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Thursday, May 26, 2011

Crooked Letter, Crooked Letter, by Tom Franklin ($14.99)

Here is a mystery, birthed in the languid, humid cauldron of the South, and set free by quick and sensitive writing. Tom Franklin was nominated for an Edgar award for this book, and it says something about the excellent competition this past year that Franklin did not win. (The winner was The Lock Artist, an excellent novel by Steve Hamilton, also awarded an MBTB star!)

"Crooked letter, crooked letter" is part of the chant that children use to learn how to spell Mississippi. It is to Chabot, a small Mississippi town, that Silas "32" (for his high school baseball team number) Jones returns after wandering the world and trying to escape his impoverished Southern roots. He is now the constable of that tiny company town. The owner of the mill that supports the town and pays 32's salary is bereft because his daughter is missing. This eerily mirrors a crime committed years ago when 32 and his friend Larry Ott were 17. Larry was the prime suspect in the disappearance of a classmate, his neighbor Cindy Walker. A body was never found, so Larry was never charged. Now Larry and 32 are both 41 years old, and Larry has been living a hermit's life, shunned by the community, but tied to it nevertheless because of his incapacitated mother. Even before Cindy disappeared, Larry and 32's friendship had begun to fracture, fostered in part by Larry's cold and callous father and Larry's overly protective mother. It also didn't help that 32 is black and Larry is white. Perhaps we like to think that such things don't matter anymore, but Franklin is here to tell us differently.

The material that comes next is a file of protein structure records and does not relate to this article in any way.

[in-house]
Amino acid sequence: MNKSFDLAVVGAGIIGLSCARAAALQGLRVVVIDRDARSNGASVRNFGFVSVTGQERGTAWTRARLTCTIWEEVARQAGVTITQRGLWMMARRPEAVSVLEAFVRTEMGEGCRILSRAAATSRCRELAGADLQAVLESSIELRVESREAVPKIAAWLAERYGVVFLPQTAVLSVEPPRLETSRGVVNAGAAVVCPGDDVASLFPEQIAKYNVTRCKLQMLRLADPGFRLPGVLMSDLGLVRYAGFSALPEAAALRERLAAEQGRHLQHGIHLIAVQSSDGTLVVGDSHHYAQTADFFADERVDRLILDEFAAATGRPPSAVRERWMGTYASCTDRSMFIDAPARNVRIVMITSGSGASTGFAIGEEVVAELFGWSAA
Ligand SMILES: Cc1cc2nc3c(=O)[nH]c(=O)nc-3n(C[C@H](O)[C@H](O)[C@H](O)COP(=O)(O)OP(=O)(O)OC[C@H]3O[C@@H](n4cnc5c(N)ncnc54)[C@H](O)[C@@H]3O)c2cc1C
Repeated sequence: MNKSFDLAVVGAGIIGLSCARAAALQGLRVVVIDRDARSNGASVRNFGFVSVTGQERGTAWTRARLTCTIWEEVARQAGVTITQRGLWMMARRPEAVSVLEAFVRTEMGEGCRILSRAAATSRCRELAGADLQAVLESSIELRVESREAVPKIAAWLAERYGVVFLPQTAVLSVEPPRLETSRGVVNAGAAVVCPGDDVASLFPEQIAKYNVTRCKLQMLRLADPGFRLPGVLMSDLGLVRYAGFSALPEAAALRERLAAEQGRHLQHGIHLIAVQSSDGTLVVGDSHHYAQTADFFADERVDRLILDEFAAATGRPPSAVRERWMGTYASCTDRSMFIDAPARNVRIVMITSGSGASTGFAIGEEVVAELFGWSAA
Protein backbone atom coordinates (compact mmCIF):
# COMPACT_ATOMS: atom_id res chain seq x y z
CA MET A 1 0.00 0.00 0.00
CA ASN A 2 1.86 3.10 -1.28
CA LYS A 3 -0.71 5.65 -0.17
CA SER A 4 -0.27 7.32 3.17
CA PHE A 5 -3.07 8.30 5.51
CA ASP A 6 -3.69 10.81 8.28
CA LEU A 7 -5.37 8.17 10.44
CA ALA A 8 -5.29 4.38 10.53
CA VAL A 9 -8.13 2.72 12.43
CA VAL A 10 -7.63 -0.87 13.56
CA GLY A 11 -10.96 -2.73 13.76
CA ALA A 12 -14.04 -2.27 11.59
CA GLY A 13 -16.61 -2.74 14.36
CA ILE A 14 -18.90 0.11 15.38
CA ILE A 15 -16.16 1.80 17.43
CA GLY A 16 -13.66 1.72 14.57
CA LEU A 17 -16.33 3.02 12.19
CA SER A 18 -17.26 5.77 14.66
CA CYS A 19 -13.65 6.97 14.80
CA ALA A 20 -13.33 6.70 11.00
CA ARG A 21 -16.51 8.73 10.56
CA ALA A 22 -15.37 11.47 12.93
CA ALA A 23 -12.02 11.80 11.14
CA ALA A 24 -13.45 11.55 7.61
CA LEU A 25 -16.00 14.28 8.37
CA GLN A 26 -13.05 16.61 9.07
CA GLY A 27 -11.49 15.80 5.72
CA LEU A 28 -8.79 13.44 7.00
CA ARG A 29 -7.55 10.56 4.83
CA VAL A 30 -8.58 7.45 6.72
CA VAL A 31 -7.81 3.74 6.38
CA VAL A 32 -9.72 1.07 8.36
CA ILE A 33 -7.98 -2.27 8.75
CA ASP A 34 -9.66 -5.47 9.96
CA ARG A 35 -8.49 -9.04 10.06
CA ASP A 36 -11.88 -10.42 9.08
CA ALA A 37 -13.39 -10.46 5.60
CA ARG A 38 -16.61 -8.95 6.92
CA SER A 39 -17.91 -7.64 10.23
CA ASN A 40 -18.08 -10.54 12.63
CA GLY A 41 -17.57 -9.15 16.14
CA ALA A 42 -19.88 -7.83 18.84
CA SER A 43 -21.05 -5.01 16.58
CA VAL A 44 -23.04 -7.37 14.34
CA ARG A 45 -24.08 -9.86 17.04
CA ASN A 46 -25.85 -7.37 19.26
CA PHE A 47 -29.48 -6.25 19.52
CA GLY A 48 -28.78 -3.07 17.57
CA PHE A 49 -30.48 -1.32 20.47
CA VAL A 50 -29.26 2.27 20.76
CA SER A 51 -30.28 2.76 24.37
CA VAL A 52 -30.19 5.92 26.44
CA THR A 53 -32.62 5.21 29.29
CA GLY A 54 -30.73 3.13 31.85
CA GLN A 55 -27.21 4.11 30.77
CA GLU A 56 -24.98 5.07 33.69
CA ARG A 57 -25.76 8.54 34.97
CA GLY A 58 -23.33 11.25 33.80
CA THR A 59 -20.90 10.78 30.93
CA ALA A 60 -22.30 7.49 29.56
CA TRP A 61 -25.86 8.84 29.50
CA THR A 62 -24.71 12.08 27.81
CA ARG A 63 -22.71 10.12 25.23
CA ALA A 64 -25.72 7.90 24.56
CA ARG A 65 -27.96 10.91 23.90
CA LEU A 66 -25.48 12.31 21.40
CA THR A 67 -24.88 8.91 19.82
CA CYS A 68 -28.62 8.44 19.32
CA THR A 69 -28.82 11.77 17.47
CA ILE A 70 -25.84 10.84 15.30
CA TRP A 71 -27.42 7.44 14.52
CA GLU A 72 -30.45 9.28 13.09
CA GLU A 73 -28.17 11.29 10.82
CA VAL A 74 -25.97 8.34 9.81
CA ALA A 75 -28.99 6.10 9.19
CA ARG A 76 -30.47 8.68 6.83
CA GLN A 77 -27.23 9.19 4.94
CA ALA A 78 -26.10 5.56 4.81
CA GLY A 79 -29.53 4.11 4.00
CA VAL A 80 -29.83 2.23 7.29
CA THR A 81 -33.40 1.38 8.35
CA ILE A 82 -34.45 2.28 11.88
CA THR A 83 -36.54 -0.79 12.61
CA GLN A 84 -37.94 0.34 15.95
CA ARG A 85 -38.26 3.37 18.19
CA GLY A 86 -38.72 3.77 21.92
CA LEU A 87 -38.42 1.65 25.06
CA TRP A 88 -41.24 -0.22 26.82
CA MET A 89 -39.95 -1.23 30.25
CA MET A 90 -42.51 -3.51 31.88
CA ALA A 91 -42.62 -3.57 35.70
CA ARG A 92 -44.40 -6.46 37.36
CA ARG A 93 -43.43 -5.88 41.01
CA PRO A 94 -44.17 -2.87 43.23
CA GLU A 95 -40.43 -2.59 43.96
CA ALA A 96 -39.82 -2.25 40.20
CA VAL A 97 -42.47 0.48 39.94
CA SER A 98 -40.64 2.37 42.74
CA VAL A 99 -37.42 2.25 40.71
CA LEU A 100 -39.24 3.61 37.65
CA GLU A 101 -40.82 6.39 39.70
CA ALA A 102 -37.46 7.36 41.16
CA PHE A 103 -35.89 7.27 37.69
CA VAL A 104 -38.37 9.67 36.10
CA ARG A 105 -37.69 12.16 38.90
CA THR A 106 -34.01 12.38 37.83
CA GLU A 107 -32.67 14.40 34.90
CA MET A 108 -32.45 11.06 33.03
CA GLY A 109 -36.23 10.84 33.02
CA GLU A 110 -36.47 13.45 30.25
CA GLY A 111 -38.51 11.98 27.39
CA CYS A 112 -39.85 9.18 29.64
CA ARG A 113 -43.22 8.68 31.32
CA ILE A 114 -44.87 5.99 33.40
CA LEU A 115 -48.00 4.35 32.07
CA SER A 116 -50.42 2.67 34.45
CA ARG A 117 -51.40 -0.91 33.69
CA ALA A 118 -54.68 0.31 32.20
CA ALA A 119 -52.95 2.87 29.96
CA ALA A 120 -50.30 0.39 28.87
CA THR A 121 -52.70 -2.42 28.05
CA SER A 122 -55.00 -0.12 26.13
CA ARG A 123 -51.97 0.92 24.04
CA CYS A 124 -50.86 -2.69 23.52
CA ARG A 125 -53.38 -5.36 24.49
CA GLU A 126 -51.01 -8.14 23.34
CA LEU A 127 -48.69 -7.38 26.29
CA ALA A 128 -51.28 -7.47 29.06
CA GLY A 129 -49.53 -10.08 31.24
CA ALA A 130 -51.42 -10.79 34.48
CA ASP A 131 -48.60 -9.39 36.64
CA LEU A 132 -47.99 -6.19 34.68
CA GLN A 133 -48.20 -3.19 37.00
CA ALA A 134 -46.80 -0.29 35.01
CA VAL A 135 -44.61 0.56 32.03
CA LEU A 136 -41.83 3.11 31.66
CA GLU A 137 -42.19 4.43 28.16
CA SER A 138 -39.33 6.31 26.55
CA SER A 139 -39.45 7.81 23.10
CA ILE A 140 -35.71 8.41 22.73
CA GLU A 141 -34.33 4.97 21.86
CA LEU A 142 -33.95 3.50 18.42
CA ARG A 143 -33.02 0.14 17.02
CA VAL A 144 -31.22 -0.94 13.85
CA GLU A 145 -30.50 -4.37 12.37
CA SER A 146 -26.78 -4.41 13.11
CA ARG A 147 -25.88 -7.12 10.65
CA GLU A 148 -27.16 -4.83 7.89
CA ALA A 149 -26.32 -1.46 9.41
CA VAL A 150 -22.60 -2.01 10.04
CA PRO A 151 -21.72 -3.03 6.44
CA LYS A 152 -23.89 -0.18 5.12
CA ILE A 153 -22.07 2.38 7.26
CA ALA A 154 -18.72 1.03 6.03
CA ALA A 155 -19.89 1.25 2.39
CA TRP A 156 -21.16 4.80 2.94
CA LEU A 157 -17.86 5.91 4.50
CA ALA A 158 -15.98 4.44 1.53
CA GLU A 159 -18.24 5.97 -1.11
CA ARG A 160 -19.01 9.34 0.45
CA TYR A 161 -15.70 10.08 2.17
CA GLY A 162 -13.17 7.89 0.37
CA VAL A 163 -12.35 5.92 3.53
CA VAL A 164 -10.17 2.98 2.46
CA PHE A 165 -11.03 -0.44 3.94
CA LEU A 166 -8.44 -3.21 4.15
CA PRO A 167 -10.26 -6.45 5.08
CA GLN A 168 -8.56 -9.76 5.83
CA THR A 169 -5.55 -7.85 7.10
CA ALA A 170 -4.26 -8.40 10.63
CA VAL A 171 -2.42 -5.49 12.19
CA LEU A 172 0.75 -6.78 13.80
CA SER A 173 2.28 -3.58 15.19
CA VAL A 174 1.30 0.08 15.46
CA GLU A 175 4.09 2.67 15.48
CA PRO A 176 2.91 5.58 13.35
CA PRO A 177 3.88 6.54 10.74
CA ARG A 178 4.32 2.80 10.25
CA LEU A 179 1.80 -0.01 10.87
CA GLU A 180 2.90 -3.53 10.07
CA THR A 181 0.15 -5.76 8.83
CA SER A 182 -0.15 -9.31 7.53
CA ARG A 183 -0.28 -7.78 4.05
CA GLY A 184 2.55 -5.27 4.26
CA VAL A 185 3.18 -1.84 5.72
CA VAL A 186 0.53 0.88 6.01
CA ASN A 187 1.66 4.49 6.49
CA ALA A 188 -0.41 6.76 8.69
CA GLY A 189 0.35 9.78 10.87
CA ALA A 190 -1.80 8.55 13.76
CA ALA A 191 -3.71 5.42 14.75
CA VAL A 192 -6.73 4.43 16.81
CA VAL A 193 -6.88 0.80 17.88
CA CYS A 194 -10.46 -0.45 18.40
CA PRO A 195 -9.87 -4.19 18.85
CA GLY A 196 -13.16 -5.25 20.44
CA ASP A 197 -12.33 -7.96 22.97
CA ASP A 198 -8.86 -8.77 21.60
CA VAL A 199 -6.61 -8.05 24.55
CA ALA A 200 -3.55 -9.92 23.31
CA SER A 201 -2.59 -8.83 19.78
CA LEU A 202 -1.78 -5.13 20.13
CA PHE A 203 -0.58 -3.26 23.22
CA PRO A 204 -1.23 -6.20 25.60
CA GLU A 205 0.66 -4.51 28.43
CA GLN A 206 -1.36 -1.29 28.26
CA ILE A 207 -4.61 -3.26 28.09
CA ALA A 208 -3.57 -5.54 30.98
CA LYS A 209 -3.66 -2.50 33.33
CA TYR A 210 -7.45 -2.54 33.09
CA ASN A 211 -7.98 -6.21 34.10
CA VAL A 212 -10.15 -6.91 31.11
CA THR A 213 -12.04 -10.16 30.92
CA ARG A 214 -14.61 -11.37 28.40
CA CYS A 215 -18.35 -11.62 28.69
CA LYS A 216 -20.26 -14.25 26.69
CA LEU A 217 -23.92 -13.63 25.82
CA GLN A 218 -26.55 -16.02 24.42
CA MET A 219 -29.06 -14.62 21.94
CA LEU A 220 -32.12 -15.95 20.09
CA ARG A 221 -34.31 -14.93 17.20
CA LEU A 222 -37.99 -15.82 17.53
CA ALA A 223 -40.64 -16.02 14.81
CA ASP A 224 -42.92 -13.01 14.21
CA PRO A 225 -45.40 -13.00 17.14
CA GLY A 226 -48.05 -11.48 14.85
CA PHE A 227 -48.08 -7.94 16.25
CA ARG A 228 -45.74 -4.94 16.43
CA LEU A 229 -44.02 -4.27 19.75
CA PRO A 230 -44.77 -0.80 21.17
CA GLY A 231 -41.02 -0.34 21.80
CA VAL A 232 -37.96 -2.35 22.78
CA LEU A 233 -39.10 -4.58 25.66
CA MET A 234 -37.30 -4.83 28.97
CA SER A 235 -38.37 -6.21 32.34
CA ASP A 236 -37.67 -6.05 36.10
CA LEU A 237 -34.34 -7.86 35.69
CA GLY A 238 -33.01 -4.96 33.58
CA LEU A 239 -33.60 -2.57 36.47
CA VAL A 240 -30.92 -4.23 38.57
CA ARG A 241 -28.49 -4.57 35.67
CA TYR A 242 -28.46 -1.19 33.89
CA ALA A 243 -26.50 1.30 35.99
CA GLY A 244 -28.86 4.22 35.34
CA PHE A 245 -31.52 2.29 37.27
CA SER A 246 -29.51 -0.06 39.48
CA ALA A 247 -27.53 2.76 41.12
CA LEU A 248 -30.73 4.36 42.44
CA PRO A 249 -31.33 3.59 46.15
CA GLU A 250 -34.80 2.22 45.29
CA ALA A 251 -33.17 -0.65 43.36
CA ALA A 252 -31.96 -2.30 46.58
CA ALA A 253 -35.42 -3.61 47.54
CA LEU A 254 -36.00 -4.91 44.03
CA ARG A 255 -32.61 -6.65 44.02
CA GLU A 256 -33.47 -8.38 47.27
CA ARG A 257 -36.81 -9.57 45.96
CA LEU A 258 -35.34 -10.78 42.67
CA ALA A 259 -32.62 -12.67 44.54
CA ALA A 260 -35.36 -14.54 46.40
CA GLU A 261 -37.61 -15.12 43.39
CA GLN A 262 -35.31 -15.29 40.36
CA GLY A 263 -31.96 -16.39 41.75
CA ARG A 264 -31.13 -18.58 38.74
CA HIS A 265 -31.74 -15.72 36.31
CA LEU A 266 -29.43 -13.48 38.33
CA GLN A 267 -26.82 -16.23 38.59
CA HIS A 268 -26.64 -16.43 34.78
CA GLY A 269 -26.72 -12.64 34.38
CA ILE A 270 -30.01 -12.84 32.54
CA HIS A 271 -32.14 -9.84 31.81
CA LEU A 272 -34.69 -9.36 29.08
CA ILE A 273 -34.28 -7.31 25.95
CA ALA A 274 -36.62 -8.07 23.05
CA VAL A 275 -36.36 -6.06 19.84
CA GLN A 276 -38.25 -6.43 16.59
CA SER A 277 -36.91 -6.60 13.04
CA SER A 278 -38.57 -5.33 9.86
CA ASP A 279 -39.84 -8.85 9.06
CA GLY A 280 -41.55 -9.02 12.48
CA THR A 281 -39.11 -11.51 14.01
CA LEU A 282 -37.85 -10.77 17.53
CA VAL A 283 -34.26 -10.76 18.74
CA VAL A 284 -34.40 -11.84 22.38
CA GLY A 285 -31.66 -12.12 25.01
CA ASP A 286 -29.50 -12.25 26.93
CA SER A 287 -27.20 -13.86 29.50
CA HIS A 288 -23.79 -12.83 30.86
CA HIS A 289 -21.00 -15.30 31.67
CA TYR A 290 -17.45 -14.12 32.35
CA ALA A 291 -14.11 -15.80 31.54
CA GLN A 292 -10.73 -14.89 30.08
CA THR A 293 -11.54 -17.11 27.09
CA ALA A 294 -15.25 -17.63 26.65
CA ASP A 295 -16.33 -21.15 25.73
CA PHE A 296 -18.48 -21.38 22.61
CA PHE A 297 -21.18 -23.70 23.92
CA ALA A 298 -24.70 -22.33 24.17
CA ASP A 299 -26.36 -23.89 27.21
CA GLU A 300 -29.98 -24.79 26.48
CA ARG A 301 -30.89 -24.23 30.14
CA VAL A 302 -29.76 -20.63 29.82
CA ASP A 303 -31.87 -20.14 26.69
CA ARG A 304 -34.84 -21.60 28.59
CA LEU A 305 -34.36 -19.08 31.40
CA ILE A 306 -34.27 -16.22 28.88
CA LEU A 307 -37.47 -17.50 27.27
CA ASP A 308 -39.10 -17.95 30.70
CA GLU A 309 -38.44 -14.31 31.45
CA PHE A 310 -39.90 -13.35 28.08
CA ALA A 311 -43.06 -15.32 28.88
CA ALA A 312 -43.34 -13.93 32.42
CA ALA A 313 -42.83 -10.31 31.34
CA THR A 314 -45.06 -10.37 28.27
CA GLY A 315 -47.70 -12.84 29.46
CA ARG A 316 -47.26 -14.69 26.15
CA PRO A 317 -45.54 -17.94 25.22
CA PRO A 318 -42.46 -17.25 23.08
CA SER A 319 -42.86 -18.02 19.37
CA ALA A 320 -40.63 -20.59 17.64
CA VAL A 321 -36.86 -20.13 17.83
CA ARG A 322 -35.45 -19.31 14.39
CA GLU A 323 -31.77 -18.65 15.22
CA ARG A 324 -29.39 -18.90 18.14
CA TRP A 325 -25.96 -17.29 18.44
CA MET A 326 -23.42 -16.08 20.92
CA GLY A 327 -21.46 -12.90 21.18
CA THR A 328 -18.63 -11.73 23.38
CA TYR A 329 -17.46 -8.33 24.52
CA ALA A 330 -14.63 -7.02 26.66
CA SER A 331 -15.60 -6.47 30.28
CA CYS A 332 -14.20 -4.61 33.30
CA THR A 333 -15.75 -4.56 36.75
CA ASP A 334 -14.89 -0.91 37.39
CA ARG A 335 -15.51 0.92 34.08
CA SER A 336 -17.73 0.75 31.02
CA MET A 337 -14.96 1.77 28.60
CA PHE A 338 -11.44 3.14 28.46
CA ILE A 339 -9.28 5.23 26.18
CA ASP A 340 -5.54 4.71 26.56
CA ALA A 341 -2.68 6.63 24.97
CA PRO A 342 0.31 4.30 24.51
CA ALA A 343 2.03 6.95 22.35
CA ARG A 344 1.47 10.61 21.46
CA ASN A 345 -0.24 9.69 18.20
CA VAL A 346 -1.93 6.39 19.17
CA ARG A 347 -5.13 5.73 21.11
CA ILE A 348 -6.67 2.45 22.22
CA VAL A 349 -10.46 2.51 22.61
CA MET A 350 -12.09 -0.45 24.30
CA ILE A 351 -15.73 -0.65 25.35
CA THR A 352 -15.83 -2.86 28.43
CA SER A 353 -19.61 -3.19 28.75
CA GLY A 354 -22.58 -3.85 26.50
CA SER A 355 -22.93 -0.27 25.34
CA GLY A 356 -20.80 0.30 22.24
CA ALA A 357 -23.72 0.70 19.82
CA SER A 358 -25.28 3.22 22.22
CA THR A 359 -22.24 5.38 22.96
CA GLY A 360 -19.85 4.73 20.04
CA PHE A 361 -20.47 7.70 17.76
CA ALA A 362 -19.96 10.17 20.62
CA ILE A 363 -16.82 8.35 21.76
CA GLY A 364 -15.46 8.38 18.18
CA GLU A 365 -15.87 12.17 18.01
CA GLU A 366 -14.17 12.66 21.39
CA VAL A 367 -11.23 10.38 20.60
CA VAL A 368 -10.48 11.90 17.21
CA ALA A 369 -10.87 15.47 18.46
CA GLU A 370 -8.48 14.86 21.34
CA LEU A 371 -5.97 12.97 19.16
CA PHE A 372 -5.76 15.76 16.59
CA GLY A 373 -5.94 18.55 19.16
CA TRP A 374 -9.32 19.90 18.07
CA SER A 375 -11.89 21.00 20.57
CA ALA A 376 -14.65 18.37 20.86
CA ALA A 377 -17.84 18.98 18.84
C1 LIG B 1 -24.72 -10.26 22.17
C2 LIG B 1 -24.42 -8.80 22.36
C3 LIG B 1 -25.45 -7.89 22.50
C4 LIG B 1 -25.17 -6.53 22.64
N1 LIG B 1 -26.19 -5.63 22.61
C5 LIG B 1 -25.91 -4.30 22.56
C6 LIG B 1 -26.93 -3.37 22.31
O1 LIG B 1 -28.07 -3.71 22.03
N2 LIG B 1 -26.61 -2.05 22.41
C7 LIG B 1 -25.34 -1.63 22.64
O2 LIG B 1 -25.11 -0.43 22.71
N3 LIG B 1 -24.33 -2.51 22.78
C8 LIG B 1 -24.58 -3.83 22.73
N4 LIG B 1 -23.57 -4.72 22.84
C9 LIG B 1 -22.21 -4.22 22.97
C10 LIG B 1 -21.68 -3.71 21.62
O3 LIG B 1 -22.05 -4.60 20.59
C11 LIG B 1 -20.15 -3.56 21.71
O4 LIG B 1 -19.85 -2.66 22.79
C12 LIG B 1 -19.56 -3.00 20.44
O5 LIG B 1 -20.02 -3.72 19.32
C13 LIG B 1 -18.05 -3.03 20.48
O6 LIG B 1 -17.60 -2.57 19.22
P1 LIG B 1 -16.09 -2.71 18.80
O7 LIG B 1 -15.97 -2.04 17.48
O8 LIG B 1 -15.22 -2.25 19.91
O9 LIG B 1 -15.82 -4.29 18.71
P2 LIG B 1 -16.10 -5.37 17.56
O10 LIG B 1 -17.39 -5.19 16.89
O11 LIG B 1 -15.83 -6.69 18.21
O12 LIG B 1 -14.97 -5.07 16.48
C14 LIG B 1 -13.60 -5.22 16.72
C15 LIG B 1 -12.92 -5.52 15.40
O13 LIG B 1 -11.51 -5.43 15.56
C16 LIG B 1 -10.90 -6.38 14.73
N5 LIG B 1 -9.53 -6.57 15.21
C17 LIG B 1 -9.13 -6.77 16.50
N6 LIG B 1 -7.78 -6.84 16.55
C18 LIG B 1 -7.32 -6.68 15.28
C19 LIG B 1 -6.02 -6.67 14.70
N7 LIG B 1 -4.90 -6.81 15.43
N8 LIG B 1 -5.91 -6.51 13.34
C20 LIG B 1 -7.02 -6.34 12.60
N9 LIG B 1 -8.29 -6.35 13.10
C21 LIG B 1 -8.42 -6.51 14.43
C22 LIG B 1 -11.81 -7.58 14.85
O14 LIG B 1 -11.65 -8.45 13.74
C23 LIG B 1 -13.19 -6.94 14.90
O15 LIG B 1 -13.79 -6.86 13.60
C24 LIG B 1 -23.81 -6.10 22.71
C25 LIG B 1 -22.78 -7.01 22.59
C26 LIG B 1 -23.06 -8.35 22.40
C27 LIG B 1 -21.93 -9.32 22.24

Despite Larry's attempts to contact him after his return, 32 is reluctant to communicate with Larry. It turns out that it isn't just because he's a constable and Larry is once again a suspect in a disappearance and presumed murder. In a style reminiscent of another fine writer of Southern-inflected mysteries, Thomas L. Cook, Franklin slowly reveals Larry and 32's true story. Franklin's pace is a little swifter than Cook's; where Cook is molasses, Franklin is maple syrup.

Is this where I admit that about halfway through the book, I skimmed the ending? I felt it enhanced my reading of the rest of the book, but I certainly wouldn't recommend this approach. What it did give me was a respect for the way Franklin led his story to its conclusion.

For Franklin's intriguing main characters, his spot-on side characters, and heart-breaking story, I have awarded this book an MBTB star!

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